Reports

Altering the genome, typically to better understand gene and protein function. This also paves the way for gene therapy.

CRISPR Babies Could Face Unintended Consequences of Editing

The CCR5 gene has been researched by scientists since the 1990s, and has a number of roles which have not yet properly been uncovered. Loss of the gene’s function is known, however, to increase the risk of potentially fatal reactions to some diseases, and has shown an ability to enhance learning in mice.

WHO to Create Gene Editing Expert Panel

The World Health Organization is establishing an expert panel to set guidelines and standards on the ethical and safety issues of gene editing, the body has announced. This follows the recent revelation that a scientist in China claimed he had edited the genes of twin babies to make them HIV resistant.

New Study Details CRISPR to Molecular Level

A new study by the the Novo Nordisk Foundation Center for Protein Research details how CRISPR-Cas12a works, right down to the molecular level. This should make it possible to fine-tune the process to achieve better results.

CRISPR-Edited Twins Allegedly Born in China

Twin girls in China have allegedly been born after having their embryonic genetic code modified using CRISPR. Chinese researcher He Jiankui, from the Southern University of Science and Technology, claims to have turned off a gene called CCR5 to offer total protection against HIV, as well as smallpox and cholera.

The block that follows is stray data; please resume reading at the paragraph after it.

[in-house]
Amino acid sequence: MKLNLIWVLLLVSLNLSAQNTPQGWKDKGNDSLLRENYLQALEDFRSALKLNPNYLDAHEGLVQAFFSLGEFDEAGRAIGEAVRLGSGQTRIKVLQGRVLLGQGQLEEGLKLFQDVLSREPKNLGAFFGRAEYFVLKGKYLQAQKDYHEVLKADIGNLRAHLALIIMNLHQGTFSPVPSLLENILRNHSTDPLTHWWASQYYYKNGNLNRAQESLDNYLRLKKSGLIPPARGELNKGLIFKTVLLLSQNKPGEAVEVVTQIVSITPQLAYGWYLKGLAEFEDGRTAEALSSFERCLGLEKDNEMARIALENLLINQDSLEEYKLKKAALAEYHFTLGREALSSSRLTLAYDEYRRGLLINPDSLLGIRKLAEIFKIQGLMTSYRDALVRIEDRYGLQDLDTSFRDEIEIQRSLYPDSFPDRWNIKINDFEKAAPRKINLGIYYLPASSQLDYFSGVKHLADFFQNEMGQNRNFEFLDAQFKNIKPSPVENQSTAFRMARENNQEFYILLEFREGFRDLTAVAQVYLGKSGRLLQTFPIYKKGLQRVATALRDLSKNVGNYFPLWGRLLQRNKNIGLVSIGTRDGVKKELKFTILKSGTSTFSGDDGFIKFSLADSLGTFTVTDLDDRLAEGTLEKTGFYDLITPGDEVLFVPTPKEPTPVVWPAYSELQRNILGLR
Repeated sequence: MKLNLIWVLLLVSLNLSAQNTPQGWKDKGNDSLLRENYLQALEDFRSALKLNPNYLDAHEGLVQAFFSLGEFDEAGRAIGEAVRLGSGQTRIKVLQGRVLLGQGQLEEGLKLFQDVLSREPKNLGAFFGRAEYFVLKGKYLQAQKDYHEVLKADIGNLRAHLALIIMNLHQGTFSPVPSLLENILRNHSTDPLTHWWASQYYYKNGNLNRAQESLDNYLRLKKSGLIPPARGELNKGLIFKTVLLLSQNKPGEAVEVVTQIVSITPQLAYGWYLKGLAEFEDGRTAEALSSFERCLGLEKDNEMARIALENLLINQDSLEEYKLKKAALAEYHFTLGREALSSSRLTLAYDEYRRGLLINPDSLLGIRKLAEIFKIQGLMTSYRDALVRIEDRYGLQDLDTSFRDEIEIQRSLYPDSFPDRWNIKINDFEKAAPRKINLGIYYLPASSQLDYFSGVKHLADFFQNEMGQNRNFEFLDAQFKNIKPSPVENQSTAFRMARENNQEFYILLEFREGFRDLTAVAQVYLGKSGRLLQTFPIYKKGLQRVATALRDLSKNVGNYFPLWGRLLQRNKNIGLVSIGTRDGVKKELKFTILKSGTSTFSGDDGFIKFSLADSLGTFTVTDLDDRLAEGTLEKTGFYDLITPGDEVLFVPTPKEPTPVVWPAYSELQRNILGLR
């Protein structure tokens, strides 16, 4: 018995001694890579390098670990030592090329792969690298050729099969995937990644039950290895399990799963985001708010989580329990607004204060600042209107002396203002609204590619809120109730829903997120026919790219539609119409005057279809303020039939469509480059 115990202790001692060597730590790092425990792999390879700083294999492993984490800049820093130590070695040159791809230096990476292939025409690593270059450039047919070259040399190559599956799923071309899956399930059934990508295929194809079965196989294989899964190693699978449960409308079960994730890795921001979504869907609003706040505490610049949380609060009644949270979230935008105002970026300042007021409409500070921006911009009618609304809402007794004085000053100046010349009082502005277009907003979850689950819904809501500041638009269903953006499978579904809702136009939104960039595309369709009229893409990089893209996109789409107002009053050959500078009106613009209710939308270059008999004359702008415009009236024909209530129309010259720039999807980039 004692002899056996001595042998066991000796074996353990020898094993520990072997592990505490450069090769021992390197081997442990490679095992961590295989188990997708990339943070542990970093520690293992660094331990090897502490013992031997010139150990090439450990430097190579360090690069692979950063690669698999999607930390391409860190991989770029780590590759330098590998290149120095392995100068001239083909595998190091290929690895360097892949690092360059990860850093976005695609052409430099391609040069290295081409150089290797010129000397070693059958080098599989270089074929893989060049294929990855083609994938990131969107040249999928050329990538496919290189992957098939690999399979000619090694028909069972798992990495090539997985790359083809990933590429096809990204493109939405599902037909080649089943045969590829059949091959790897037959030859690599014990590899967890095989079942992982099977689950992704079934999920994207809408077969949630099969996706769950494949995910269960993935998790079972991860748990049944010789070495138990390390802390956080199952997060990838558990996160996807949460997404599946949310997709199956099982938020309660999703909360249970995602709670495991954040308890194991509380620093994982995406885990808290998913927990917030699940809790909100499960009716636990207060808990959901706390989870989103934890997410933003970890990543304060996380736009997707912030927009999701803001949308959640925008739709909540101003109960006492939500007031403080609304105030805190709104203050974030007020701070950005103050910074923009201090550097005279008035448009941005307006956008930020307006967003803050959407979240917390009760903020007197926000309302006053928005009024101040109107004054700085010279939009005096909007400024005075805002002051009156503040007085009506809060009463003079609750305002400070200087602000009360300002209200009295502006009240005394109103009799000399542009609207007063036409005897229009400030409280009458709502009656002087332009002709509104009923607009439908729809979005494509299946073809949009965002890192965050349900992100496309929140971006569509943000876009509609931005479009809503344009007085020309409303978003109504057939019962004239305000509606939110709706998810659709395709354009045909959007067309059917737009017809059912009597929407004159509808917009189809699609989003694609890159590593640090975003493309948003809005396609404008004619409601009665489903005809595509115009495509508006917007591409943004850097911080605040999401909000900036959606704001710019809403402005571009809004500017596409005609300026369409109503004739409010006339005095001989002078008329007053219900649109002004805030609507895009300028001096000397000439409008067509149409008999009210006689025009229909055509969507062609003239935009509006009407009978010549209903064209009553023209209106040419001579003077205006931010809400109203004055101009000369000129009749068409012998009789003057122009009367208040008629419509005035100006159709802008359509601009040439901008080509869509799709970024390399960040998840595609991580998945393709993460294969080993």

CRISPR Repairs DNA Even Without Donor Template

CRISPR-Cas9 can carry out precise genome editing even without the assistance of donor DNA templates, a team of scientists from Brigham and Women’s Hospital and the Broad Institute of MIT and Harvard have found.

Gene Editing Could Cure Fatal Muscle Disease

The editing of muscle cells in young beagles, bred to Duchenne muscular dystrophy, to remove a key barrier to higher protein production could greatly further the treatment of the disease in humans.

Stem Cells and Gene Editing Create Mice From Two Mothers

Researchers at the Chinese Academy of Sciences have used two female mice to create offspring which subsequently went on to have healthy children of their own. While similar offspring were produced from two male mice, they did not survive for longer than a few days.